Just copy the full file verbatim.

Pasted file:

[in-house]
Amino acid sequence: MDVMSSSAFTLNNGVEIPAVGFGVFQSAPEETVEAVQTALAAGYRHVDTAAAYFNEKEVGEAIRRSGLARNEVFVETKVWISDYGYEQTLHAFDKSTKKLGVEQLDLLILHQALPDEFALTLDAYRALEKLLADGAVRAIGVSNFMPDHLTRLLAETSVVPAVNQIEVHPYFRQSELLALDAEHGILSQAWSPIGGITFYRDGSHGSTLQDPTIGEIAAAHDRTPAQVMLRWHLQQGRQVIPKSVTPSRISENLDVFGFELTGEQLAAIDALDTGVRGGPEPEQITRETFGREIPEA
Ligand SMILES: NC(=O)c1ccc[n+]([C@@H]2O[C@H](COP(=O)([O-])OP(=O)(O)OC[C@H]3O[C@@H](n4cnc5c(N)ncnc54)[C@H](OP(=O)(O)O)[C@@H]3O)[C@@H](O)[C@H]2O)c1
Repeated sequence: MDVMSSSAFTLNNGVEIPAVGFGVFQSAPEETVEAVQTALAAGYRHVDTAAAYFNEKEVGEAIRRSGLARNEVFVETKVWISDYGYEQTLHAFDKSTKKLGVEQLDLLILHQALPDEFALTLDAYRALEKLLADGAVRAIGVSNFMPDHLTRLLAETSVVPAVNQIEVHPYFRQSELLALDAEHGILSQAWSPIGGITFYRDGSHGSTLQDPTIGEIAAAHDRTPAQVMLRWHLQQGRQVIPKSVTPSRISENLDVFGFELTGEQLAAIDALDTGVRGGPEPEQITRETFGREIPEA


[in-house]
Amino acid sequence: MDVMSSSAFTLNNGVEIPAVGFGVFQSAPEETVEAVQTALAAGYRHVDTAAAYFNEKEVGEAIRRSGLARNEVFVETKVWISDYGYEQTLHAFDKSTKKLGVEQLDLLILHQALPDEFALTLDAYRALEKLLADGAVRAIGVSNFMPDHLTRLLAETSVVPAVNQIEVHPYFRQSELLALDAEHGILSQAWSPIGGITFYRDGSHGSTLQDPTIGEIAAAHDRTPAQVMLRWHLQQGRQVIPKSVTPSRISENLDVFGFELTGEQLAAIDALDTGVRGGPEPEQITRETFGREIPEA
Ligand SMILES: NC(=O)c1ccc[n+]([C@@H]2O[C@H](COP(=O)([O-])OP(=O)(O)OC[C@H]3O[C@@H](n4cnc5c(N)ncnc54)[C@H](OP(=O)(O)O)[C@@H]3O)[C@@H](O)[C@H]2O)c1
Repeated sequence: MDVMSSSAFTLNNGVEIPAVGFGVFQSAPEETVEAVQTALAAGYRHVDTAAAYFNEKEVGEAIRRSGLARNEVFVETKVWISDYGYEQTLHAFDKSTKKLGVEQLDLLILHQALPDEFALTLDAYRALEKLLADGAVRAIGVSNFMPDHLTRLLAETSVVPAVNQIEVHPYFRQSELLALDAEHGILSQAWSPIGGITFYRDGSHGSTLQDPTIGEIAAAHDRTPAQVMLRWHLQQGRQVIPKSVTPSRISENLDVFGFELTGEQLAAIDALDTGVRGGPEPEQITRETFGREIPEA